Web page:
iFixit teardown of iPad Air 2 and iPad mini 3 reveals mystery NFC chip


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A teardown of Apple's iPad Air 2 turned up a surprise: an NFC module.

According to iFixit, the NXP 65V10 NFC Controller is the same one that Apple uses for Apple Pay in its iPhone 6 and iPhone 6 Plus. The same chip also appears inside Apple's iPad mini 3, iFixit found in its teardown of the smaller tablet.

Apple Pay lets users check out at retail stores by tapping their phones against a payment terminal, but that feature isn't currently available to iPad users. While some reviews speculated that the new iPads simply lacked the necessary NFC chip, iFixit's teardown proves otherwise.

It's unclear why Apple hasn't enabled Apple Pay checkouts on the iPad, though it could be a bit awkward to brandish a tablet at the cash register.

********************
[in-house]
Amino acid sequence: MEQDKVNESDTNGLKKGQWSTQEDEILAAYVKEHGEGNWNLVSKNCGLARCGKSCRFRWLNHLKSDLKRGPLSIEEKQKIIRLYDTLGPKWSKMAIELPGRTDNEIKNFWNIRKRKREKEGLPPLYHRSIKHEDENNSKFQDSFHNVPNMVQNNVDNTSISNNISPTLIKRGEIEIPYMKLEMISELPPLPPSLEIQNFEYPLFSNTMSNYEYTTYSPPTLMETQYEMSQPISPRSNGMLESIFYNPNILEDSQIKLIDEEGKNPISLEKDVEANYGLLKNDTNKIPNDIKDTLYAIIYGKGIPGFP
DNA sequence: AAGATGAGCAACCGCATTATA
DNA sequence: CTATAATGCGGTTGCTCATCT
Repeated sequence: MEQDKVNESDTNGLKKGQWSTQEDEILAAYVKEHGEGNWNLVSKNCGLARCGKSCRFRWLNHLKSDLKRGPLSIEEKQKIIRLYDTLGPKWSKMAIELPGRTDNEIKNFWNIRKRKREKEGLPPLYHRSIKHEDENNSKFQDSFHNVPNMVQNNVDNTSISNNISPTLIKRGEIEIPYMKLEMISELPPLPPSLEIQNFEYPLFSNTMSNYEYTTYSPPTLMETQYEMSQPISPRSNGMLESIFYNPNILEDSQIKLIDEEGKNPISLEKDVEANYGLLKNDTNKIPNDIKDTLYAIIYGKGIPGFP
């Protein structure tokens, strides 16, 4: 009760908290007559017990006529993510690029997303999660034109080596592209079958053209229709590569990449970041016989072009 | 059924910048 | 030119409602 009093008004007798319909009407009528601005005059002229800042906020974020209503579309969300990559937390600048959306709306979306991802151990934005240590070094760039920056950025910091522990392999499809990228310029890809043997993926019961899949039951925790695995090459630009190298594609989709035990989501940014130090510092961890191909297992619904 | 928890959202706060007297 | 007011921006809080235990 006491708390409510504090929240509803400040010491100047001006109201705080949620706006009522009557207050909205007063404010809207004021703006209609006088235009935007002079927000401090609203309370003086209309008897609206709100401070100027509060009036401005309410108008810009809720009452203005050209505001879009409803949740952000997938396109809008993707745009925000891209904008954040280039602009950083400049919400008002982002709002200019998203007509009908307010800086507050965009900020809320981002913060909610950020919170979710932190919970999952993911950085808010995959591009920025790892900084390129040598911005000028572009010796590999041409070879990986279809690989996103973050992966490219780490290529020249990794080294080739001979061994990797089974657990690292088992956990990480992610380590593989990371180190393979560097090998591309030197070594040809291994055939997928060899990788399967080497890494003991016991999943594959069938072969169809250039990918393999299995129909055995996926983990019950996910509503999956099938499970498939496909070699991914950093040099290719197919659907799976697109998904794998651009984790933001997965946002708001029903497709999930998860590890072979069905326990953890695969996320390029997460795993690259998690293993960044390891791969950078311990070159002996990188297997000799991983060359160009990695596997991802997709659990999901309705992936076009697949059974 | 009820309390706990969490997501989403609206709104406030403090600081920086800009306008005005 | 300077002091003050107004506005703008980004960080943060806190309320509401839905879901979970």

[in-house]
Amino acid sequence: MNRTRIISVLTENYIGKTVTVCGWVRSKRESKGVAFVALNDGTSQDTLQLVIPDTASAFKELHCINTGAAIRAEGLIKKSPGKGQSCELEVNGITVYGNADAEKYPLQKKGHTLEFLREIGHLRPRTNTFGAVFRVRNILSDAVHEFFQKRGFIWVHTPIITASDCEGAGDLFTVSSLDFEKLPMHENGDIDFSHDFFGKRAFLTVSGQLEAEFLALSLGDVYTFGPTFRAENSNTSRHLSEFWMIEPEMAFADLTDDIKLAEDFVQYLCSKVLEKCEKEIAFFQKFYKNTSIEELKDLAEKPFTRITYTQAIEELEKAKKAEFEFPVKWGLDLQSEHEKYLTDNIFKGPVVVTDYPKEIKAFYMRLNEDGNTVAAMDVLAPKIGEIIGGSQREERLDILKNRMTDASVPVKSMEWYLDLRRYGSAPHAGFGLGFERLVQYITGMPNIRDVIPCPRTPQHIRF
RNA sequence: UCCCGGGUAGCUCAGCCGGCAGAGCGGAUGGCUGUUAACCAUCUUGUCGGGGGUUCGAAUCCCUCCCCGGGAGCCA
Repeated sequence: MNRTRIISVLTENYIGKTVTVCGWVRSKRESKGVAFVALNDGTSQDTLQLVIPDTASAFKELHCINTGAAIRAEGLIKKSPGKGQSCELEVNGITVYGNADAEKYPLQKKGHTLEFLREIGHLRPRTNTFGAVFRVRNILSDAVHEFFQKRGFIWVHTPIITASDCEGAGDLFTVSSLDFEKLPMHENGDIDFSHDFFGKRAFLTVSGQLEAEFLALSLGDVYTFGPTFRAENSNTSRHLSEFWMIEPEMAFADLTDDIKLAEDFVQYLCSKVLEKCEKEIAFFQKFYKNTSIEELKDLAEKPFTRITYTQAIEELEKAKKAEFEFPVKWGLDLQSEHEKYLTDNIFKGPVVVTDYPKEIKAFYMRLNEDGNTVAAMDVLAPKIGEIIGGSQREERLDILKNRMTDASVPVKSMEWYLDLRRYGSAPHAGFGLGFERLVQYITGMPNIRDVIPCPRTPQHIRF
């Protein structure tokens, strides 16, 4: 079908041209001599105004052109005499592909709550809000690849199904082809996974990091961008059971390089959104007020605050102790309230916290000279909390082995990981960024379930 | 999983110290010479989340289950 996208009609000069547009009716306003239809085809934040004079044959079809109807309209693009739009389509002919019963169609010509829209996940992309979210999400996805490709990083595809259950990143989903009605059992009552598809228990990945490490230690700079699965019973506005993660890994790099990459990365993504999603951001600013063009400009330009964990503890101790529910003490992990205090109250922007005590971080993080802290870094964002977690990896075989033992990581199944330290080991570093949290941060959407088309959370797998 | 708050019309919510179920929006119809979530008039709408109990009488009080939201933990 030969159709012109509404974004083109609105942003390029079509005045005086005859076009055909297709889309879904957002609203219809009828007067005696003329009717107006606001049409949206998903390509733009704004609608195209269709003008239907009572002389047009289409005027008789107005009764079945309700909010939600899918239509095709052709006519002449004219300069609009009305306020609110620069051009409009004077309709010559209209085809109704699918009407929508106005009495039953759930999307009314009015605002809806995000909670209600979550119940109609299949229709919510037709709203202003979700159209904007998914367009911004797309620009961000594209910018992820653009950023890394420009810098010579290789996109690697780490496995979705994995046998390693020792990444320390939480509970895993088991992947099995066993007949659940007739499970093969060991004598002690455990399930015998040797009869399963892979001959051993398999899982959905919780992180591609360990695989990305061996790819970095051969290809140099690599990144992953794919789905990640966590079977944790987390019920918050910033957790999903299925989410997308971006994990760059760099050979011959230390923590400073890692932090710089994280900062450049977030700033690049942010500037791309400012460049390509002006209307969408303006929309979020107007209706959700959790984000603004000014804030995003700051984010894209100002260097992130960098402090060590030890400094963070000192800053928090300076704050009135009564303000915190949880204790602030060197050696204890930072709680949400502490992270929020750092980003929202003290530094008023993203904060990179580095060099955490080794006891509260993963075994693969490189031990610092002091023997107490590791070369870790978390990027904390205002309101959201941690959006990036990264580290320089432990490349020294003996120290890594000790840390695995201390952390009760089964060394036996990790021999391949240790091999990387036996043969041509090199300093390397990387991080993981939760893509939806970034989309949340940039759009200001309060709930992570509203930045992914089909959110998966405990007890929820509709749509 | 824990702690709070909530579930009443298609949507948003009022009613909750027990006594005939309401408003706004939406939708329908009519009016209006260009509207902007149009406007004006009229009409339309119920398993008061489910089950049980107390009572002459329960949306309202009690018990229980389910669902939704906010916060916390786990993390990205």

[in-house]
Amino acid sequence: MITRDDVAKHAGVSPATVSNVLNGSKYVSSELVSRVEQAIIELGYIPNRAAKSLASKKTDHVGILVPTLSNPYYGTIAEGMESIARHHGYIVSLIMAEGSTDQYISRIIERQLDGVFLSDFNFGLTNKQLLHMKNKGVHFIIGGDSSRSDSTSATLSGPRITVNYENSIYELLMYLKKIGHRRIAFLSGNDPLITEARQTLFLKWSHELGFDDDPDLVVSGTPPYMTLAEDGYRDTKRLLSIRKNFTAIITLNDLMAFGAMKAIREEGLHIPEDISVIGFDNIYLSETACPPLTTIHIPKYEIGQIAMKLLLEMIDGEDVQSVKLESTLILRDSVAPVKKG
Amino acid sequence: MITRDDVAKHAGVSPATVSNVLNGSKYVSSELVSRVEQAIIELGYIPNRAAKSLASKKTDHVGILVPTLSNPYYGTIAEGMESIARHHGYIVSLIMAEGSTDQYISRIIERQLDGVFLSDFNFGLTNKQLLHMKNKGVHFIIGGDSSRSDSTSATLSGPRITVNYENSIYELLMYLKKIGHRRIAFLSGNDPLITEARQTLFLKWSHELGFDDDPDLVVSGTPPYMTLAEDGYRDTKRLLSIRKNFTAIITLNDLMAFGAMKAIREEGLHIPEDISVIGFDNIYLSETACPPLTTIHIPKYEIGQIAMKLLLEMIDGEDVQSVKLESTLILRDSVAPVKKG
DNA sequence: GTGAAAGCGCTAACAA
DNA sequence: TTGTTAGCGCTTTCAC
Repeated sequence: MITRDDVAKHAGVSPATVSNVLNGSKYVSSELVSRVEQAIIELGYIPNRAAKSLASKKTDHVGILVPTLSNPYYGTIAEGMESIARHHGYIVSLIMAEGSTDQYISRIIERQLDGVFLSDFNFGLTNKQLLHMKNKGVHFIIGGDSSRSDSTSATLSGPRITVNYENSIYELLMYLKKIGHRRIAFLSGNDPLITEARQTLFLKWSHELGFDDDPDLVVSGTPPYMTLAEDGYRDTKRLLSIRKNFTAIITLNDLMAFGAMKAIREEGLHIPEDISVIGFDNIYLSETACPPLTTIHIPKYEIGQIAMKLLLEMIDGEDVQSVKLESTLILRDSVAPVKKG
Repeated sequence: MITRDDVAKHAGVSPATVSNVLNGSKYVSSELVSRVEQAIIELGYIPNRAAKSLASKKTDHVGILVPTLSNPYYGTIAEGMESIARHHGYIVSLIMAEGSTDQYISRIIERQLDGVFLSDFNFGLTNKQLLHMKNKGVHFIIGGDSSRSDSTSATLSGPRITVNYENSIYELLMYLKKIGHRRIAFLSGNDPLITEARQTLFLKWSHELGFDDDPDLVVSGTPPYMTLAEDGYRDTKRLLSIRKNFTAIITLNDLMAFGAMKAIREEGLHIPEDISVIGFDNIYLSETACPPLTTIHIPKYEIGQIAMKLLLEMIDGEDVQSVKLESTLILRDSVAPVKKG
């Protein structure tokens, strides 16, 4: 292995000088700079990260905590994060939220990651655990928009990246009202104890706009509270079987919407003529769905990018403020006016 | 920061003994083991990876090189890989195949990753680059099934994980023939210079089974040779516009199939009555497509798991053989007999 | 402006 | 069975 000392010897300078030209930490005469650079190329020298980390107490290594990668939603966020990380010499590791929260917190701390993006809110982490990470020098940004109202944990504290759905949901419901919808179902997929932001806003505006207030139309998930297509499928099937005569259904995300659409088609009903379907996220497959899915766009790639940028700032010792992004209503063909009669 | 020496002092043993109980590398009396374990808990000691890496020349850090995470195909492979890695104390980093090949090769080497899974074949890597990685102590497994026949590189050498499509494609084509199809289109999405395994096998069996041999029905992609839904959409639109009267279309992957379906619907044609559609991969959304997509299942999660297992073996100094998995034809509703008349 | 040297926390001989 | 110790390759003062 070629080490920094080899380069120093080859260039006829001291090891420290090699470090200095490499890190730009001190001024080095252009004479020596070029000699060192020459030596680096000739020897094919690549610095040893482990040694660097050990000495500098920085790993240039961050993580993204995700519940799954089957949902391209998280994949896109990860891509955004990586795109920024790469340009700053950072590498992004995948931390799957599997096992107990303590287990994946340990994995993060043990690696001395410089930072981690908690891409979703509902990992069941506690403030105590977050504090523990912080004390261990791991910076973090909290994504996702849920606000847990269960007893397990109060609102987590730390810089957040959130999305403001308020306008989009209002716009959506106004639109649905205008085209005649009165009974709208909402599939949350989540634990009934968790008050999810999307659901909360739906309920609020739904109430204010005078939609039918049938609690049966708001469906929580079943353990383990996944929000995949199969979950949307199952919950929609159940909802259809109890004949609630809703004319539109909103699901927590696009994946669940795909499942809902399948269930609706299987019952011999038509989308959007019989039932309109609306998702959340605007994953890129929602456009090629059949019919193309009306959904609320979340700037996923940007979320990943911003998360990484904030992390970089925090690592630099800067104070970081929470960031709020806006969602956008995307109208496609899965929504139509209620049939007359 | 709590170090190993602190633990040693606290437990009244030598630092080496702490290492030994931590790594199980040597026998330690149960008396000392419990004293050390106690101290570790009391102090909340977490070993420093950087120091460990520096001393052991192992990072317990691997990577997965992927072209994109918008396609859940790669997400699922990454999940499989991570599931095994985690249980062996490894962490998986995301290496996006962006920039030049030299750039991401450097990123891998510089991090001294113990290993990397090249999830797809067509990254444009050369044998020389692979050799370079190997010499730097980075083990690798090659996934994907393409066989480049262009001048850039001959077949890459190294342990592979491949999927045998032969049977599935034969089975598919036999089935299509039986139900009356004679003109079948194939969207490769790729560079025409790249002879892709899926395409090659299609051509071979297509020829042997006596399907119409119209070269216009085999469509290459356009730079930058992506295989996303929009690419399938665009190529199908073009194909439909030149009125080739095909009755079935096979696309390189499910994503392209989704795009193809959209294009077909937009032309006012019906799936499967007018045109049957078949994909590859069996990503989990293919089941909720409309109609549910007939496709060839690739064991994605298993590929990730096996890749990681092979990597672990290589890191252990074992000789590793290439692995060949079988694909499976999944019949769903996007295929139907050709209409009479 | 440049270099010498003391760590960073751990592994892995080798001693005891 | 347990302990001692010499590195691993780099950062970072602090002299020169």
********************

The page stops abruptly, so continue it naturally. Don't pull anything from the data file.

Why this matters: Apple wouldn't throw in an NFC chip if it didn't plan to use it somehow. This could be a sign that Apple plans to open up NFC to more uses in the future, such as smart home controls or secure money transfers between iOS devices. Perhaps it could even allow iPad-based payment terminals to accept Apple Pay. Whatever the case, at least new iPad buyers will be future-proofed. (Correction: As commenters have pointed out, the new iPads do not have the necessary antenna to communicate with other devices, and the chip is likely used as the secure element for in-app Apple Pay transactions.)

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